LGBTQ people are protected against discrimination in health care, according to an announcement from the Department of Health and Human Services (HHS). Specifically, discrimination based on sexual orientation and gender identity will not be allowed, and HHS’s Office for Civil Rights will act on reports of such discrimination.

This regulation will protect the nearly 13 million people in the United States who identify as LGBTQ, including more than 1.5 million transgender people, notes the Williams Institute at UCLA School of Law. The institute points out that LGBTQ people are more likely to lack health insurance, compared with those who aren’t LGBTQ. What’s more, many of them have health conditions such as HIV, diabetes and heart disease.

“Today, the Biden administration and HHS provided some needed clarity after the Trump administration did everything it...

Posted by Lambda Legal on Monday, May 10, 2021

HHS’s new regulation is the latest move by the Biden administration to reverse Trump-era policies that tried to erase or soften protections for LGBTQ Americans. One of Biden’s first executive orders—signed within hours of his taking office—was to expand LGBTQ nondiscrimination protections, clarifying that LGBTQ people and people living with HIV are covered under federal laws that apply to employment, housing, taxpayer-funded programs and other areas. 

The HHS directive brings the agency in line with a Supreme Court ruling from last summer, Bostock v. Clayton County, that stated employers may not discriminate based on sexual orientation and gender identity.

The issue became muddled when the Trump administration declared that the Supreme Court ruling didn’t apply to health care under the Affordable Care Act. The Trump rule was “enough to cause confusion and hurt our communities,” said HIV and LGBTQ advocacy group Lambda Legal at the time, adding that the rule change served “no other purpose than to target and discriminate against LGBTQ people. The cruelty is the point.”

In announcing the new ban on LGBTQ discrimination, HHS Secretary Xavier Becerra spelled out why protections are needed. “Fear of discrimination can lead individuals to forgo care, which can have serious negative health consequences,” he said. “It is the position of the Department of Health and Human Services that everyone—including LGBTQ people—should be able to access health care, free from discrimination or interference, period.”

HIV and LGBTQ advocacy groups applauded the health department’s announcement and underscored the need for protections and health equity.

In a statement that references a report on transgender health care by the nonprofit health plan Amida Care, which offers care to LGBTQ and HIV communities, Amida CEO Doug Wirth noted: “According to recent surveys, one in four transgender respondents reported having to teach health care professionals about transgender care. Among transgender Americans living with HIV, 19% reported being refused treatment due to their gender identity, and 28% report they have been harassed in a doctor’s office. Nearly a quarter of respondents have avoided seeing a doctor out of fear that they would be mistreated. Discrimination has dire consequences, as transgender people face higher rates of HIV and are less likely to be virally suppressed compared to other populations. We can’t end the HIV/AIDS epidemic without gender-affirming health care.”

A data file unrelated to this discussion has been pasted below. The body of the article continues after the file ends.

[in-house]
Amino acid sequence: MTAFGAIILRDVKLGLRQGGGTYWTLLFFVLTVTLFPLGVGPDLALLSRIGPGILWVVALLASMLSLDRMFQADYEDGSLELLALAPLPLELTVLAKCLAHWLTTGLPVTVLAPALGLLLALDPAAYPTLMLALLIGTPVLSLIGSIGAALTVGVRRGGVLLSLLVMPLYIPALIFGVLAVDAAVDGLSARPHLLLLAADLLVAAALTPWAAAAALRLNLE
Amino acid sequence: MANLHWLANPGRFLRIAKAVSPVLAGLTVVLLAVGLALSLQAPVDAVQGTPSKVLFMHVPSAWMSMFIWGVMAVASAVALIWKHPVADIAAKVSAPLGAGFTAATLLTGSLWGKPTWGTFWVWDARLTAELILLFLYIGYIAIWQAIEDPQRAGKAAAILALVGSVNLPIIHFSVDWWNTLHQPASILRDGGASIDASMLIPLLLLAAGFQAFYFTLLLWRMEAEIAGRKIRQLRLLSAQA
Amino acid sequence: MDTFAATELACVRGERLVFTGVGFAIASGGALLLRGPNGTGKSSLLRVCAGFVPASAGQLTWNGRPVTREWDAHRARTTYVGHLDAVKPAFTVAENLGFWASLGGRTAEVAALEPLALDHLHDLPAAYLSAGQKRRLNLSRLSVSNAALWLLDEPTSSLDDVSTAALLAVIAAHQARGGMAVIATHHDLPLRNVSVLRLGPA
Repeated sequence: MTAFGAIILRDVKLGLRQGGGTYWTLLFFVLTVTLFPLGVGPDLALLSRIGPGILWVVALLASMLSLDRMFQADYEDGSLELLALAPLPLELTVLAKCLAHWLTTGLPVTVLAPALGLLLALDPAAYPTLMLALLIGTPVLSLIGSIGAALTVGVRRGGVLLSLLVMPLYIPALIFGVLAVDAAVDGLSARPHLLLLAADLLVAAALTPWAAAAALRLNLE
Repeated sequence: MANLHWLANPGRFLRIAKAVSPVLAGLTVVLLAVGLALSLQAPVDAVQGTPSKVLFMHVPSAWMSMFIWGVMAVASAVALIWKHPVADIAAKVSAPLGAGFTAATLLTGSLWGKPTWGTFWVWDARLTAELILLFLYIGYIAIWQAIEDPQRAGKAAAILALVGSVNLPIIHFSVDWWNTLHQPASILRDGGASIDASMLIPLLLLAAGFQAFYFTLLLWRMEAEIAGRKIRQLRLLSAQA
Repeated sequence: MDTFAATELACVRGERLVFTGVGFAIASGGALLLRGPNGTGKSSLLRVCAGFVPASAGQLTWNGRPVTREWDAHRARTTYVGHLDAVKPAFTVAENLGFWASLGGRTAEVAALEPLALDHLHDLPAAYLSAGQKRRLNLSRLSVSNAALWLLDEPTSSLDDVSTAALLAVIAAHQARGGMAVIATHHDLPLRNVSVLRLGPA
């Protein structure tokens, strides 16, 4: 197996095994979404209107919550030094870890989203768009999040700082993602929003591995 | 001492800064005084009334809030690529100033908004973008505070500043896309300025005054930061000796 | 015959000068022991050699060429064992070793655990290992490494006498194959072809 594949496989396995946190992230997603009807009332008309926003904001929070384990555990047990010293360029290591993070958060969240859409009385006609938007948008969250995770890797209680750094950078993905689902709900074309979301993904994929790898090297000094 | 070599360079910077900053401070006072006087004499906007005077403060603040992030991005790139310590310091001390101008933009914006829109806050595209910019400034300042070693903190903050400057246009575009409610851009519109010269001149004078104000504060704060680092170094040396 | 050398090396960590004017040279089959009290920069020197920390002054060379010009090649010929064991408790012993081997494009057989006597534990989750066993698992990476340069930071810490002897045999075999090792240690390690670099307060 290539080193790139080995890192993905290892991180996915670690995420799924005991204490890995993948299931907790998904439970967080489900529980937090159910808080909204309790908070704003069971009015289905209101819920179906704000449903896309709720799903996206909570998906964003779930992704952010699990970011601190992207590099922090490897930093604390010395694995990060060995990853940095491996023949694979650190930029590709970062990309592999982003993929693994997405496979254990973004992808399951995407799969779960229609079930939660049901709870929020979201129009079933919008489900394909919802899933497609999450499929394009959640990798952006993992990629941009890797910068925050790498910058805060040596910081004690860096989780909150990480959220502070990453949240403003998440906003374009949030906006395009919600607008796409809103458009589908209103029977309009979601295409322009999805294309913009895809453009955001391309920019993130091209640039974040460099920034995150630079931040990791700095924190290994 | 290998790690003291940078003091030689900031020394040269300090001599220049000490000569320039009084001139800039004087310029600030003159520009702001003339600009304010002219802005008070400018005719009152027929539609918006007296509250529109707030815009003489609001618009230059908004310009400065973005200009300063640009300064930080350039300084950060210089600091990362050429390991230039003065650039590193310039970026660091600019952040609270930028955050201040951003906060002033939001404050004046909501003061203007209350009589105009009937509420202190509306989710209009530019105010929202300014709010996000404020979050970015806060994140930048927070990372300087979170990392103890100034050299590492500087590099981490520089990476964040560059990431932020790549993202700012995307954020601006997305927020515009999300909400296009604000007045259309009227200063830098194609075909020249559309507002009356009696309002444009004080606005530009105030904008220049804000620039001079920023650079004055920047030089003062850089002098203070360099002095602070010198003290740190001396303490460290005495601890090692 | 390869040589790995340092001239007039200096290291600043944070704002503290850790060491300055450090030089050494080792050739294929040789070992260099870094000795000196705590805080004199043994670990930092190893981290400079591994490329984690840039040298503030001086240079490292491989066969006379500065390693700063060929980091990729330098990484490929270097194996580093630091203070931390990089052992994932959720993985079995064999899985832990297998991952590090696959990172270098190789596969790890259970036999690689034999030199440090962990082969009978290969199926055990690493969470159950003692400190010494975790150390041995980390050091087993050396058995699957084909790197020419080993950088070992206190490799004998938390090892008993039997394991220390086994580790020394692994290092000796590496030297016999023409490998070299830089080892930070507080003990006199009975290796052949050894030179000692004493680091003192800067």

“LGBTQ people undeniably deserve access to the health care they need, and the Biden administration’s decision to enforce these nondiscrimination protections will ensure no hospitals, clinics or other federally funded health care program can deny someone care simply because of who they are,” added Alphonso David, president of the Human Rights Campaign, an LGBTQ advocacy group, in a separate release. “The Trump administration’s reprehensible efforts to blatantly discriminate against LGBTQ people—particularly transgender and nonbinary people—were harmful and ignorant, which is why the Human Rights Campaign successfully sued and obtained a preliminary injunction that blocked the rule’s elimination of protections for sexual orientation and gender identity from taking effect last year. We applaud the Biden administration’s decision to enforce these nondiscrimination protections in health care, particularly at a time LGBTQ people are under attack from a record-breaking number of discriminatory bills being signed into law and moving through state legislatures across the country.”

Lambda Legal also praised the Biden administration and HHS, but in a press release, Omar Gonzalez-Pagan, the group’s senior attorney and health care strategist, also noted, “The significant step…is just one step in what is a long road to undo the undermining of health care protections for all people under the Trump administration. Today’s announcement does not address significant aspects of the Trump-era rule that we and others have challenged in court.”

For instance, according to Lambda Legal, the Trump administration boosted religious exemptions to laws, limited access to health care and reduced the number of health care entities and insurers that had to follow the law—none of which is addressed by the recent HHS announcement.

In related news, see “The 12 Most Common Types of HIV Discrimination Complaints,” which covers a Lambda Legal report and underscores the need for Congress to pass the Equality Act.